The twelve-year-old king slumped to the bed. “And what of you? Does he have your support as well?”

“Never, your Majesty. True, I helped him against your mother's relatives, but my loyalty remains as always with you and if any head but yours be crowned I swear it shall be that of your brother, the Duke of York, who remains in the safety of sanctuary with the Queen.”

“Sanctuary? Has Mother left me then?”

“She has taken your brother, your half-brother Dorset, and all five of your sisters to Westminster Abbey where the abbot protects them.”

“What about Uncle Edward? Surely the commander the fleet can—”

Lord Hastings interrupted. “I'm afraid your uncle Richard has disbanded the fleet. Sir Edward has fled to France with one or two ships. It seems your mother's family has been rendered powerless.”

“Woe is me! Is there no one who can put a stop to Uncle Richard's plans?”

“He has called the Council to a meeting on the morrow, supposedly to discuss your coronation. I shall discover the extent of his treachery then.”

“Thank you, Lord Hastings. You've only ever showed me loyalty and kindness.”

The elderly lord managed a low bow. “My family has served the House of York for four generations. It is my pleasure to serve you, Sire.”

Young King Edward never spoke to old Lord Hastings again.

♦   ♦   ♦

At the council meeting the next morning, convened in the Tower of London where the king was being held captive, Richard, Duke of Gloucester, Lord Protector of the Realm, who had, with the help of Lord Hastings, broken the power of the Wydville family, announced to all present that Hastings was a traitor. Richard slammed his fist on the table and shouted, “Treason!” At that signal armed men rushed in from an adjacent room, arrested Lord Hastings and dragged him outside to the courtyard where he received no trial and no mercy. He was executed with neither priest nor lawyer present. From the window of the royal apartments high in the tower a young sovereign watched the beheading with horror.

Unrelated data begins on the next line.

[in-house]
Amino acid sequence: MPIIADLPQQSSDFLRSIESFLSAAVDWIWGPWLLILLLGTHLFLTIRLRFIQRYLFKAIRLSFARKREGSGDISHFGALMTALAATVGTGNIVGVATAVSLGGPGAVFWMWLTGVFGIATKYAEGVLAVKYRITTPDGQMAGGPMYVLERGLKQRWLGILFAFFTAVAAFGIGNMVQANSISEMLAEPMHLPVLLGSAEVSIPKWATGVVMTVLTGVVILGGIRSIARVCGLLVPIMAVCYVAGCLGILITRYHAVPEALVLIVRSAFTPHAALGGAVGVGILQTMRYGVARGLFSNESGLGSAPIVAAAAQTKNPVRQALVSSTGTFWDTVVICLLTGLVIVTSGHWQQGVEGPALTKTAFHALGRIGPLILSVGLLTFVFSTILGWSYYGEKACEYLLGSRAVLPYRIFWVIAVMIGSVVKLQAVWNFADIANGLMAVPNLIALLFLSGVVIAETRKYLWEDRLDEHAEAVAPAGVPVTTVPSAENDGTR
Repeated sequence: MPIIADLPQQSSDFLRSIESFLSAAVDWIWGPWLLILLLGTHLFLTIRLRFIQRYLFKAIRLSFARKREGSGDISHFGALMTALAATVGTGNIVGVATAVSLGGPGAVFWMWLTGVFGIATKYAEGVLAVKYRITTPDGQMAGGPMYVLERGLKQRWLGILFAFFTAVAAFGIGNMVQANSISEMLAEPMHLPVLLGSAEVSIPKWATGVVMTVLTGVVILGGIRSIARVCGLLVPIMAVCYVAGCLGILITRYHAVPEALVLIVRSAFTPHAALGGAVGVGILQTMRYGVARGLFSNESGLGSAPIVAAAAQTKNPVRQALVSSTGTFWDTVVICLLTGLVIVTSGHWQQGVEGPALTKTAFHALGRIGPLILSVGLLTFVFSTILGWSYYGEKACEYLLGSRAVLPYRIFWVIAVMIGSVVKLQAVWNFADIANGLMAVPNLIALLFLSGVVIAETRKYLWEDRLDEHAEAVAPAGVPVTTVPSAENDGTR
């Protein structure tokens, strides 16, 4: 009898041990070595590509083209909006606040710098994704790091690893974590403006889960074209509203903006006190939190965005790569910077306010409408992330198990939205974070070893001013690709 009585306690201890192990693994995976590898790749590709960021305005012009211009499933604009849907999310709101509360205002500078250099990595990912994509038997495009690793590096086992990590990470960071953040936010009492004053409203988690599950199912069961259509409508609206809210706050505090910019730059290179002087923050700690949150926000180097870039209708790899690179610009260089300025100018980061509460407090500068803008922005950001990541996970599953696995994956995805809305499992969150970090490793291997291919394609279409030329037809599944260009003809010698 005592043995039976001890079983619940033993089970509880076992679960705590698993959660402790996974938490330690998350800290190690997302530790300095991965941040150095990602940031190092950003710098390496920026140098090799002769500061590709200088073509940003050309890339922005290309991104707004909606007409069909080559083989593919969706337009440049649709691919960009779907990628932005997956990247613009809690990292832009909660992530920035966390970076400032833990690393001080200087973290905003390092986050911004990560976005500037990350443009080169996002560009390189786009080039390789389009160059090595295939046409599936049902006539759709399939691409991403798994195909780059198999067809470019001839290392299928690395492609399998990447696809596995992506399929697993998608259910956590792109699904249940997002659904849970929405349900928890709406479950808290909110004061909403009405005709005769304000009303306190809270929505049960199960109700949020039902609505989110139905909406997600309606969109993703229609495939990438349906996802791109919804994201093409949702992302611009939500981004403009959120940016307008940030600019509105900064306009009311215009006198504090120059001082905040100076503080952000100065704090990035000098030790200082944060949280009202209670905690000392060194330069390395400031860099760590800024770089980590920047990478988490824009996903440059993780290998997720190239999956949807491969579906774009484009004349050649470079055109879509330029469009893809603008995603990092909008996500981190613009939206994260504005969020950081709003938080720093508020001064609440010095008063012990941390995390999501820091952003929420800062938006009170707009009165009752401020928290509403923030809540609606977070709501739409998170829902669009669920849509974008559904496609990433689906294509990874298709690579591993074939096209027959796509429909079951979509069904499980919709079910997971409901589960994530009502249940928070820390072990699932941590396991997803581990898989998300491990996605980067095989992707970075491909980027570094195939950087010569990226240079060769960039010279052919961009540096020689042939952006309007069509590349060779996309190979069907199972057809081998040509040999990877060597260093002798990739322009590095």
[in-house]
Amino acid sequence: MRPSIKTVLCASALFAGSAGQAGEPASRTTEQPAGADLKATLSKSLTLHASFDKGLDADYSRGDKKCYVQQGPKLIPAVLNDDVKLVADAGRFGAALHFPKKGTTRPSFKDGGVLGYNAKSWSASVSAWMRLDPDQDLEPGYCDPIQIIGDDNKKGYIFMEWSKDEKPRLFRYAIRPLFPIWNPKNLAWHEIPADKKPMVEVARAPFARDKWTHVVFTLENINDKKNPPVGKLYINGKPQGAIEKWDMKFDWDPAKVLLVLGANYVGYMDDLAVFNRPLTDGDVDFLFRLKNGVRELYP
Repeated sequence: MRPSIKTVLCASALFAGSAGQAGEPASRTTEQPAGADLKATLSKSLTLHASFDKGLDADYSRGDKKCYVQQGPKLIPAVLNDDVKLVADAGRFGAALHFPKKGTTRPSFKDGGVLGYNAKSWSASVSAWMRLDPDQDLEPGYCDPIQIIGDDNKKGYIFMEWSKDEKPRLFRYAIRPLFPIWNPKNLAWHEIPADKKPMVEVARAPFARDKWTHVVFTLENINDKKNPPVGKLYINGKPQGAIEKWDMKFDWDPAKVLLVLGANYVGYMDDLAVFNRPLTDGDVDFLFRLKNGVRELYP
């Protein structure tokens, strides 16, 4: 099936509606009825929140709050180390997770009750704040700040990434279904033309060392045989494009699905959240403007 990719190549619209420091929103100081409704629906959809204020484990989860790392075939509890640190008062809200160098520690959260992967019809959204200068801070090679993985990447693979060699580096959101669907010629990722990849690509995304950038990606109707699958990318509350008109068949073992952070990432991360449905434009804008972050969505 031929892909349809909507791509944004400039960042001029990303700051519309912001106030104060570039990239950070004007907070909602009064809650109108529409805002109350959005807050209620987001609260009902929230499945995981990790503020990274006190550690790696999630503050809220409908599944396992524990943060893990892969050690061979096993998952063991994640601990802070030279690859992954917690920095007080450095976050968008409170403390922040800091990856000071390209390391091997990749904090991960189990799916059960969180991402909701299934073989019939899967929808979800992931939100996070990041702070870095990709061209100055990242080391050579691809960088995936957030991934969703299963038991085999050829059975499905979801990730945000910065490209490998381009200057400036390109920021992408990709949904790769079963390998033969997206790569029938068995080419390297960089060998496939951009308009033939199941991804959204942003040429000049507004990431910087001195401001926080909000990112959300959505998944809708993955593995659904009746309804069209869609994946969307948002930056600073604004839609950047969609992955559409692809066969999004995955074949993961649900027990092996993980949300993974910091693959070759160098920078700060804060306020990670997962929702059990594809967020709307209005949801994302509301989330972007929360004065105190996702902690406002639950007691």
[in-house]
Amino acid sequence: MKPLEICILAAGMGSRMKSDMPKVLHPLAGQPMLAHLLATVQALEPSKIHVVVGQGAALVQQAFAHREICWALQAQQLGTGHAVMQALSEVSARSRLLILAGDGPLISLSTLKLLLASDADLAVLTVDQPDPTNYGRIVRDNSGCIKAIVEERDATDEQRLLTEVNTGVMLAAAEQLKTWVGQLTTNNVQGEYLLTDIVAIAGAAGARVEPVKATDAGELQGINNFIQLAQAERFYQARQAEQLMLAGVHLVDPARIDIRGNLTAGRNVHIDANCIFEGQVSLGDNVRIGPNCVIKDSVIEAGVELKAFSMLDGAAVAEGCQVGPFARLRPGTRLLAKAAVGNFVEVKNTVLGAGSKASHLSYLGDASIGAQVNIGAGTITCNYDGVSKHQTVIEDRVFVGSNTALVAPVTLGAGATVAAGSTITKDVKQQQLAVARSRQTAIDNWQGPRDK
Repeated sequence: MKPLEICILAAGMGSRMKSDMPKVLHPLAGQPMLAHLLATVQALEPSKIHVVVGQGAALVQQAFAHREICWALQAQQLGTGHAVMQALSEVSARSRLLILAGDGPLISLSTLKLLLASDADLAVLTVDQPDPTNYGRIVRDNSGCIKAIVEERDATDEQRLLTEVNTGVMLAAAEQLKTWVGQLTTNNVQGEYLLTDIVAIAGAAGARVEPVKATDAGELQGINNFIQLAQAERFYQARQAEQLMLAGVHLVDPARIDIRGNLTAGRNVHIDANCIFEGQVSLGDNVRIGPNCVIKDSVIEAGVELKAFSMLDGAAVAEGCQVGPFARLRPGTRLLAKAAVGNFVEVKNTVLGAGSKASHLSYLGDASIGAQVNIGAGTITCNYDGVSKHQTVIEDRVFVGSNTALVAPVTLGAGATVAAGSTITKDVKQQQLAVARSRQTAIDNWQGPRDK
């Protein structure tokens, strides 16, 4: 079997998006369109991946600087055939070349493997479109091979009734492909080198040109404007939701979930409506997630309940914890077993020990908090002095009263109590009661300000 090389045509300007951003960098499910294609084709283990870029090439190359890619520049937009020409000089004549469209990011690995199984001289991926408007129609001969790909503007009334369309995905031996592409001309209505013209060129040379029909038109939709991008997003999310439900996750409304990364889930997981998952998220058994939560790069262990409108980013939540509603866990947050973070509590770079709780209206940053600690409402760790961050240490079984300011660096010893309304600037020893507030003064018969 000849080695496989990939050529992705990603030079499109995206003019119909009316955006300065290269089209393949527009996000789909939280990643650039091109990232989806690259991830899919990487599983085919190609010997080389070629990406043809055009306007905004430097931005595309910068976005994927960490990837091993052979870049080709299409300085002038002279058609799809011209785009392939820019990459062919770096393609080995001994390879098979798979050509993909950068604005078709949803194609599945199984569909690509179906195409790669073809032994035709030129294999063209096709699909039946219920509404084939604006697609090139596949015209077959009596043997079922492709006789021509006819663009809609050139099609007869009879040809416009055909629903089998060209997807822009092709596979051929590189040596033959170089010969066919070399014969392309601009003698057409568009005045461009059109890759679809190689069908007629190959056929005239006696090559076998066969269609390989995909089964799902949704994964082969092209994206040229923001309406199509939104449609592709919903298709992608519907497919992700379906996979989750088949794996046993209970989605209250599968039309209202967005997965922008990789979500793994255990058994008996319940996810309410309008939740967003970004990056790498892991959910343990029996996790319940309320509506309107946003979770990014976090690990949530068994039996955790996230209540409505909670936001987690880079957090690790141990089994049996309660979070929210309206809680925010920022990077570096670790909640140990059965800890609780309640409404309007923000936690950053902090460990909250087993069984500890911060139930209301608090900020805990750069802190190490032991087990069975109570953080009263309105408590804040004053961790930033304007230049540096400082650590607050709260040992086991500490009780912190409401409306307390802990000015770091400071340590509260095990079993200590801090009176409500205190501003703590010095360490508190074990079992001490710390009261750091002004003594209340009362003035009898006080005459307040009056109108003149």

♦   ♦   ♦

“Your, Majesty, there's someone here who's been anxious to see you.”

Before the king could reply, into the room burst a child of ten. Richard, Duke of York, rushed headlong into the arms of his elder brother. His escort, the Duke of Buckingham, followed him into the chamber.

“It seems he was bored at Westminster Abbey and it is only proper that he attend your coronation.”

The king shot Buckingham a hate-filled look. He held his brother at arms length. “Oh, poor fool! You've no idea what you've done! You have left the safety of your mother's bosom for the uncertainty of your brother's prison. Don't you know, now he controls the fate of us both?” He pulled the boy close and wept. Buckingham quietly backed out of the room.

♦   ♦   ♦